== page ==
The Smurfs are little blue creatures that live in mushroom houses in a forest inhabited mainly by their own kind. The smurfs average daily routine is attempting to avoid Gargomel, an evil man who wants to kill our little blue friends.
The Pink Panther is a heroic, moral cartoon cat with pink fur and the manners of an English aristocrat. He only becomes flustered or angry at obtuse or offensive humans who try to disrupt his existence, or at troublesome gadgets, rodents, or insects. In most of his cartoons, he stumbles into a difficult situation and stoically endeavors to make the best of it. Episodes of this series feature three theatrical cartoons, two with the Pink Panther, and one featuring the Inspector, a cartoon version of the accident-prone, bumbling French detective, Inspector Clouseau, played in movies by Peter Sellers. The Inspector is often assisted by a Spanish gendarme, Sergeant Deux-Deux, and together they fallibly battle villains of all shapes and sizes in various parts of the world, always on the orders of the long-suffering Surete Commissioner.Written by
Kevin McCorry <firstname.lastname@example.org>
Look at you. You're ready for a night on the town. Uh-oh, it looks like I spoke too soon.
[the Pink Panther looks at his leg and notices that he has a loose thread. He starts pulling on the loose thread until he's unravelled all of the fur on his bottom half]
Now look what you've done. You've defurred yourself...
[background noises are replaced by the Pink Panther coming in in a pink fur coat and a black top hat]
Now I've seen everything. Nitwit.
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Spun off from the opening titles of the hit movie with Peter Sellers and starting out as a series of theatrical cartoons, The Pink Panther came to TV in 1969 and became a long running cartoon hit for NBC. It ran under a number of titles for seven years until ABC gave the panther another life but it lasted only one season.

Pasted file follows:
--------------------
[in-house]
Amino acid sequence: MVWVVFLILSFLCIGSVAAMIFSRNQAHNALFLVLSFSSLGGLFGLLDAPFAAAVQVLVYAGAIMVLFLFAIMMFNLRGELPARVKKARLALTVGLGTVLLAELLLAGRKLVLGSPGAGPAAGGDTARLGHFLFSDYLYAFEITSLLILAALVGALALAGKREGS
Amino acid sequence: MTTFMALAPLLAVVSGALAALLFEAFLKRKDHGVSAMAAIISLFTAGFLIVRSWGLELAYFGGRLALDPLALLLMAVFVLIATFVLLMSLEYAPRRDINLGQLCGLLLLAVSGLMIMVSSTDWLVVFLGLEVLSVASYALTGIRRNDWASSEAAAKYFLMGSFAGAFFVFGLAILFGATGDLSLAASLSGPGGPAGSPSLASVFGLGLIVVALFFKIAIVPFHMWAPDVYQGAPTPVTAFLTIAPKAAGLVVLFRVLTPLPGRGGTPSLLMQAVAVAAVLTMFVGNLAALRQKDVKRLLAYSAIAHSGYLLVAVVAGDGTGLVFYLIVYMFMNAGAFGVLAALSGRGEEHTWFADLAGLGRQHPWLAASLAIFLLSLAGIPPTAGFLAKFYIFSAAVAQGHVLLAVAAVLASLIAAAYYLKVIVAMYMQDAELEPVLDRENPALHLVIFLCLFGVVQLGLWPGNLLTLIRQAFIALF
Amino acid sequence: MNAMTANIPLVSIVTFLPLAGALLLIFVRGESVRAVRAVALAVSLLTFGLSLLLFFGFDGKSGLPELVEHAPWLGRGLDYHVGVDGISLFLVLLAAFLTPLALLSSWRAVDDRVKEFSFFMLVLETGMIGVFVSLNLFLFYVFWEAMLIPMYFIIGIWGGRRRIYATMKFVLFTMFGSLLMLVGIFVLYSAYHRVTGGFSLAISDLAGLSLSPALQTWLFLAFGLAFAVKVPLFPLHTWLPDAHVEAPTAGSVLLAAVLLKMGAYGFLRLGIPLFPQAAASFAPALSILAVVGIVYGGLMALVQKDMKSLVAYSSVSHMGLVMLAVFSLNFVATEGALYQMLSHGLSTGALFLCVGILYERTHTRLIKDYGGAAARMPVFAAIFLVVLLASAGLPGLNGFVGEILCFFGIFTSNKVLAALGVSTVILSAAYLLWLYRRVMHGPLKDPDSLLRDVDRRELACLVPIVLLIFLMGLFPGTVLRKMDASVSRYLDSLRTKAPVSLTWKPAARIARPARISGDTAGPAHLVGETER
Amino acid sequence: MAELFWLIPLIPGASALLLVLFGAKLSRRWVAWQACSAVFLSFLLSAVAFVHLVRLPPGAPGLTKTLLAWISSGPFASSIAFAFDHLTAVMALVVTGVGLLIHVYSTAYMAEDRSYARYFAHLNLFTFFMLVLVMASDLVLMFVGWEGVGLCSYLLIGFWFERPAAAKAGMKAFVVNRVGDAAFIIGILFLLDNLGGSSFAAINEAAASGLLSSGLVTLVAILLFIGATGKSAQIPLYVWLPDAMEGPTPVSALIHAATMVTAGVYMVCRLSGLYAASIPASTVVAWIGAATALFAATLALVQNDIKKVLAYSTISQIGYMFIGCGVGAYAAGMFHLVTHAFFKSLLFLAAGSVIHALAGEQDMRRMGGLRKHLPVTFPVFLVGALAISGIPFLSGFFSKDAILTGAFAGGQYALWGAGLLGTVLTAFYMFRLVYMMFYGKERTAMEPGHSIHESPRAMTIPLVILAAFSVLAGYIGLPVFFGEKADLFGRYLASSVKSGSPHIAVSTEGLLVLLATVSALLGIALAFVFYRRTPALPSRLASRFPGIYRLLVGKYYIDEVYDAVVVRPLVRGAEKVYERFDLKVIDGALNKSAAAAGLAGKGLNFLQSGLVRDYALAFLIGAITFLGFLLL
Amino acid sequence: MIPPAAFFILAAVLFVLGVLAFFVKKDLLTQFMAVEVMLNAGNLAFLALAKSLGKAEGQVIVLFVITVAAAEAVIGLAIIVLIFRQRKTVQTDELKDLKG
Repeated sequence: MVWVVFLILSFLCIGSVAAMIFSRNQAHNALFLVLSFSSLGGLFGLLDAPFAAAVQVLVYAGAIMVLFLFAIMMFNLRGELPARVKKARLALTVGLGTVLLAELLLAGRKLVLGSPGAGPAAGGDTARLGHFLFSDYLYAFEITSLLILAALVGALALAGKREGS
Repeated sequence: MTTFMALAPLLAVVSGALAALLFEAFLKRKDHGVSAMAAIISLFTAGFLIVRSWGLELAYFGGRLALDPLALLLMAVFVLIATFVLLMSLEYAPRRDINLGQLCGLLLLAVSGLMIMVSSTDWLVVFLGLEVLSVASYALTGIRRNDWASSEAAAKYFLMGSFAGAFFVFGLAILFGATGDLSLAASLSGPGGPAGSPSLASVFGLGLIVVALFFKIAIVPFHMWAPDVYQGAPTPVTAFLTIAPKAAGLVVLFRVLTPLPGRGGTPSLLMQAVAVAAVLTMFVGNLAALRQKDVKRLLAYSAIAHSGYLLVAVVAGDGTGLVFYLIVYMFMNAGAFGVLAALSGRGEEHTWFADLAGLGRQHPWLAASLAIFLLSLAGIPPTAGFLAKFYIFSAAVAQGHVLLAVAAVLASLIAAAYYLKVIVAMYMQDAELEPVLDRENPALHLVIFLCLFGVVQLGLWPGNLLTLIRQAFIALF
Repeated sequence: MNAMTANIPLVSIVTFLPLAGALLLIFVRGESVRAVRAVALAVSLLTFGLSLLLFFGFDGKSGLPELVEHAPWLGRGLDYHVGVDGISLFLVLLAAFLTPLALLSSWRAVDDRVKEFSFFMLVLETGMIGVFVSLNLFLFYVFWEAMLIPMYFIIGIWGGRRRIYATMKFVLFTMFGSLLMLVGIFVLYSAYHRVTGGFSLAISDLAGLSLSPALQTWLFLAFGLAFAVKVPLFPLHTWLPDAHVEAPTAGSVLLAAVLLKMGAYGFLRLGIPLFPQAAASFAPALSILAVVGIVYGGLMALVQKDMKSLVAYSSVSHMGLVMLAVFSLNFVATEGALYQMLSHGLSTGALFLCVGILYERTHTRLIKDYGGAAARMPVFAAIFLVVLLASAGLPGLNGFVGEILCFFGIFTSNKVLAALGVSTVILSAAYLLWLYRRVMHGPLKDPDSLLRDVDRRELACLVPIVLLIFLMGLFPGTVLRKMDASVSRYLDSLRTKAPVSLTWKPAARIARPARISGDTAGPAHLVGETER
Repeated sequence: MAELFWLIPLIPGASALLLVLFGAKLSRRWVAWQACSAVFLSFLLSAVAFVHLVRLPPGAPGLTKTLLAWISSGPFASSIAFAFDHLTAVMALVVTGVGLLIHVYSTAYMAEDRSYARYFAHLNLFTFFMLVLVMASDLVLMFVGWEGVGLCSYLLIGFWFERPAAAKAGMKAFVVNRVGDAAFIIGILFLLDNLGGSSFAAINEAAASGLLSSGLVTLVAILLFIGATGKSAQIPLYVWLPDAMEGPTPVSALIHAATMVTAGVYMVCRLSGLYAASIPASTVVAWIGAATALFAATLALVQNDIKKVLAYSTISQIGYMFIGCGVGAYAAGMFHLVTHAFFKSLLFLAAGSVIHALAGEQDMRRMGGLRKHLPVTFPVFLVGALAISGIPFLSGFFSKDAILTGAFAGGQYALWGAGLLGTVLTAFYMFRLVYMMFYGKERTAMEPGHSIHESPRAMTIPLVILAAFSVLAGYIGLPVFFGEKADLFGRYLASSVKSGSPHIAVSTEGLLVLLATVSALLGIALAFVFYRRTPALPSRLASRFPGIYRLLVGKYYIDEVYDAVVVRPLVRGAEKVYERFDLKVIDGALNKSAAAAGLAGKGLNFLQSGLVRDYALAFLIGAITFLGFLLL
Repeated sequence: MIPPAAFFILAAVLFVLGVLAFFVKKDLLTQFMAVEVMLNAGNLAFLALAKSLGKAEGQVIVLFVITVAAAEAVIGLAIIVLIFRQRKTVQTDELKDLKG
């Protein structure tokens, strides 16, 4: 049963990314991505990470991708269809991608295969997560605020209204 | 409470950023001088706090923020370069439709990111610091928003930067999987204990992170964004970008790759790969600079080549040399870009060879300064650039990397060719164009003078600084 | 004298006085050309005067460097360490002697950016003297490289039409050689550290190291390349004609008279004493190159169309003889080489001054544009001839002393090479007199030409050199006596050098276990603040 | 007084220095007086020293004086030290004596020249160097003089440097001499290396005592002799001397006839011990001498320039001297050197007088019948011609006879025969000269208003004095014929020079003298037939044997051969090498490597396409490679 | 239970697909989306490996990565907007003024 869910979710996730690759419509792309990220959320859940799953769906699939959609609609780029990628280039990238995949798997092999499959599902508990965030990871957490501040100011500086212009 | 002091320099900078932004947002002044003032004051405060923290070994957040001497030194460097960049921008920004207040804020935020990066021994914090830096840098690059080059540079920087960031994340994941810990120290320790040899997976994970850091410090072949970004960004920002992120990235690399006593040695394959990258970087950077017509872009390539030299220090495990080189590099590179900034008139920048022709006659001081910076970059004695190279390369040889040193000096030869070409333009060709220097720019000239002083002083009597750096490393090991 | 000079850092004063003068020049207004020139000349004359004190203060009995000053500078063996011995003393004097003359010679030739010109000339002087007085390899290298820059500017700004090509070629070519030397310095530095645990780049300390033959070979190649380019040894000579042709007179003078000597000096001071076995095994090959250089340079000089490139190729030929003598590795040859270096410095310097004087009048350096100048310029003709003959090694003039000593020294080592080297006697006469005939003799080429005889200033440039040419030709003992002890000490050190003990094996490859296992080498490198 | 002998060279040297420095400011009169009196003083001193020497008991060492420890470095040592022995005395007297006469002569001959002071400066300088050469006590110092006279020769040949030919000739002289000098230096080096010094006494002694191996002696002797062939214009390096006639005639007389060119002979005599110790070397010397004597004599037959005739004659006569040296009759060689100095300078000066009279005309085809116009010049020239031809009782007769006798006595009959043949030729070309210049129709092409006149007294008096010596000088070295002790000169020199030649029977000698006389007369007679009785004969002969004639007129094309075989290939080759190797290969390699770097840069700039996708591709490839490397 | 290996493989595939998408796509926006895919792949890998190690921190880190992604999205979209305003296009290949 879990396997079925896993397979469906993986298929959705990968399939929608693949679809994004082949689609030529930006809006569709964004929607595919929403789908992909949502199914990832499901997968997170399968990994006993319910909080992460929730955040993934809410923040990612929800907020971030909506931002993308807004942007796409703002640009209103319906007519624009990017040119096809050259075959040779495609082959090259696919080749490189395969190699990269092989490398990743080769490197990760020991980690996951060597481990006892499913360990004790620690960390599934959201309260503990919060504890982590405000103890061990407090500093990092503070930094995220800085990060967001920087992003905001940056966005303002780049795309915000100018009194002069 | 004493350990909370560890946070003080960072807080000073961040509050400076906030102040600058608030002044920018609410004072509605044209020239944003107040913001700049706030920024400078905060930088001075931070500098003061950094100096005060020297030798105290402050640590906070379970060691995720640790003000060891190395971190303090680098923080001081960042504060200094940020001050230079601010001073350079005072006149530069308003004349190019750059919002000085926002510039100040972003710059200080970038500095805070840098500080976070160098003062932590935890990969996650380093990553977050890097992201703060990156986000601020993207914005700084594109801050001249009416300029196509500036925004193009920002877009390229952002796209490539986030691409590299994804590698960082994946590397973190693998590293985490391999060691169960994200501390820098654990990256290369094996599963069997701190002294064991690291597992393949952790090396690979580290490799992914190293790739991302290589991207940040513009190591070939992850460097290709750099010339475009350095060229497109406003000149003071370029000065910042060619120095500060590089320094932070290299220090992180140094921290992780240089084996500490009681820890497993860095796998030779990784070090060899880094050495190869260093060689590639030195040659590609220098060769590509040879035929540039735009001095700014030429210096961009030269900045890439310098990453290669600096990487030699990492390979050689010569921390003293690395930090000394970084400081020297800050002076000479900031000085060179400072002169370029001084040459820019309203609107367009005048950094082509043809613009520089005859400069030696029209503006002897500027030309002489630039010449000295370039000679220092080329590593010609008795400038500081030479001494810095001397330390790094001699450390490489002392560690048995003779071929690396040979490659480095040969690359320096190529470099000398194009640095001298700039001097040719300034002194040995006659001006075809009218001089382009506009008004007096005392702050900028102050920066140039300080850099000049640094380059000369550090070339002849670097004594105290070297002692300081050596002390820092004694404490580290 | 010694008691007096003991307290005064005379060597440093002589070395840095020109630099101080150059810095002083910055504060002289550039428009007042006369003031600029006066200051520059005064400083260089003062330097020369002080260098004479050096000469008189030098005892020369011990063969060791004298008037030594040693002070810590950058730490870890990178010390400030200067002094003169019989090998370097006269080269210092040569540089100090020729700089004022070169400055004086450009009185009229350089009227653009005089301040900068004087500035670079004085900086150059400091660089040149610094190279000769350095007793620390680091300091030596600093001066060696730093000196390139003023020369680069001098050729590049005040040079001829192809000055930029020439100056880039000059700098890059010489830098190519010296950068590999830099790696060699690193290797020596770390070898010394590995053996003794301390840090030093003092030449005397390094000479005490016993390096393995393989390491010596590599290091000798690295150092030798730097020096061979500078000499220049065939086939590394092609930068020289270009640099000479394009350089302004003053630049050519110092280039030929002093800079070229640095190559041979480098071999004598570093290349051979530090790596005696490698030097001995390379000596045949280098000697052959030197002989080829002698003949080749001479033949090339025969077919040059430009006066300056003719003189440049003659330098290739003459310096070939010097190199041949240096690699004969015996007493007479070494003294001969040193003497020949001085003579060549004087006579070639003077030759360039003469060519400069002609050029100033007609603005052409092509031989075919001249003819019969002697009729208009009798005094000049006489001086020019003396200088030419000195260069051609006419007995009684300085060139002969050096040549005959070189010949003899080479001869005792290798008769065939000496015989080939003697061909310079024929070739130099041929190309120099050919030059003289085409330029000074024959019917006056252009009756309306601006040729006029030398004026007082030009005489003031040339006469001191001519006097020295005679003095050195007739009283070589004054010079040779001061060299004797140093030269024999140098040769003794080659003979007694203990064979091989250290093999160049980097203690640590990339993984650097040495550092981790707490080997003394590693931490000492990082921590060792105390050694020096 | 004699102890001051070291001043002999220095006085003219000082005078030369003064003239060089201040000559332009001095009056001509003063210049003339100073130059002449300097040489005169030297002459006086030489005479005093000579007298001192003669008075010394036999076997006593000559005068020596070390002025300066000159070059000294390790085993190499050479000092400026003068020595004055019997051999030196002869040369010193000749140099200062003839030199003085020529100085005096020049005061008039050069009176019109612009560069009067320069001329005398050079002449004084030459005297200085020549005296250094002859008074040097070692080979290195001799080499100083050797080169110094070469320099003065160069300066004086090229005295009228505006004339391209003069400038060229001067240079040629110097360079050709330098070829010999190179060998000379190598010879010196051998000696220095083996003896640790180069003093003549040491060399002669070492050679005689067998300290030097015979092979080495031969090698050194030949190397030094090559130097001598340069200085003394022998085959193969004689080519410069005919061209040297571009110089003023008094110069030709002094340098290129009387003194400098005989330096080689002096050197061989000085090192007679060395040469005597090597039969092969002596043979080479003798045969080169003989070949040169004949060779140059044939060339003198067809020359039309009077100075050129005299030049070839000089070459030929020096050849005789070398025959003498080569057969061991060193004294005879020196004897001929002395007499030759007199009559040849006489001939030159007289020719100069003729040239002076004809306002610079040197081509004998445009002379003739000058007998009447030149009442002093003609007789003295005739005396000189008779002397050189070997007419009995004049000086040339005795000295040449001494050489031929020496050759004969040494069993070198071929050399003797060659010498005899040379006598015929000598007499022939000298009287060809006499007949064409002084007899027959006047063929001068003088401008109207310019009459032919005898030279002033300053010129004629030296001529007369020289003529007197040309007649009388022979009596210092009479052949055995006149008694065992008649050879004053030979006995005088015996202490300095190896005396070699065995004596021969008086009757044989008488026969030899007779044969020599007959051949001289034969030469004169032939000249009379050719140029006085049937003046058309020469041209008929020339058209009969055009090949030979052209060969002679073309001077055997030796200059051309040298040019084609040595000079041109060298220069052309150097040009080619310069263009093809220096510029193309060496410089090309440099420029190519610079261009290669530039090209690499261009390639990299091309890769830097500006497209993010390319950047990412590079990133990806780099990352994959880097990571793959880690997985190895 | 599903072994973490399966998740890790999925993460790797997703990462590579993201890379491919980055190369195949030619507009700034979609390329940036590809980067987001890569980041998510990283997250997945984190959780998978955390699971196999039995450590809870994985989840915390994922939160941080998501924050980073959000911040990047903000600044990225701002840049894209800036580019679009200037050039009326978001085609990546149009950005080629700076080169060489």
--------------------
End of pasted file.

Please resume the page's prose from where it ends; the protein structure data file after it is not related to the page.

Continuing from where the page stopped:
What I liked the most about the show were the Pink Panther cartoons. Done completely without dialogue (with a couple of exceptions), the episodes relied on sight gags and visual humor and to me that was one of the keys to the show's success.They were also very funny. There was one character who appeared in almost every episode, a little white man that my brother sometimes referred to as "Thing." Here's one mystery that's probably never been solved. What was the name of the little white guy in the Pink Panther cartoons? There were also a number of supporting segments throughout the show's tun. The two that were my favorites were "The Ant and the Aardvark" and "Misterjaw." To me, "The ant and the Aardvark" was a variation on tom and Jerry and the Road Runner cartoons as the aardvark tried to catch one ant for a meal. John Byner showed his versatility as a voice-over artist by portraying both characters. As for "Misterjaw", which capitalized on the success of the movie "Jaws", Arte Johnson, using pretty much the same voice as the military character on "Laugh-IN" was outstanding as the title character. His sidekick, Catfish was voiced by the same guy who voiced "Top Cat" in the 60s, Arnold Stang.
I also remember "The Inspector", a pint-sized version of Seller's Clouseau character. Pat Harrington Jr. did well as the inspector and it showed his ability to handle the French accent.
Later in the run, NBC made history when it expanded The Pink Panther to 90 minutes. Although this version wasn't a success, it started a trend for longer cartoon shows when ABC expanded Scooby-Doo to two hours and CBS expanded "The Bugs Bunny/Road Runner Hour to 90 minutes.
The one constant that went through each of the Pink Panther cartoons was the theme composed by Henry Mancini. It added a jazzier touch to the show's soundtrack. I had a lot of memories of watching The Pink Panther on Saturday mornings and it got me, like many other fans to "Think Pink."
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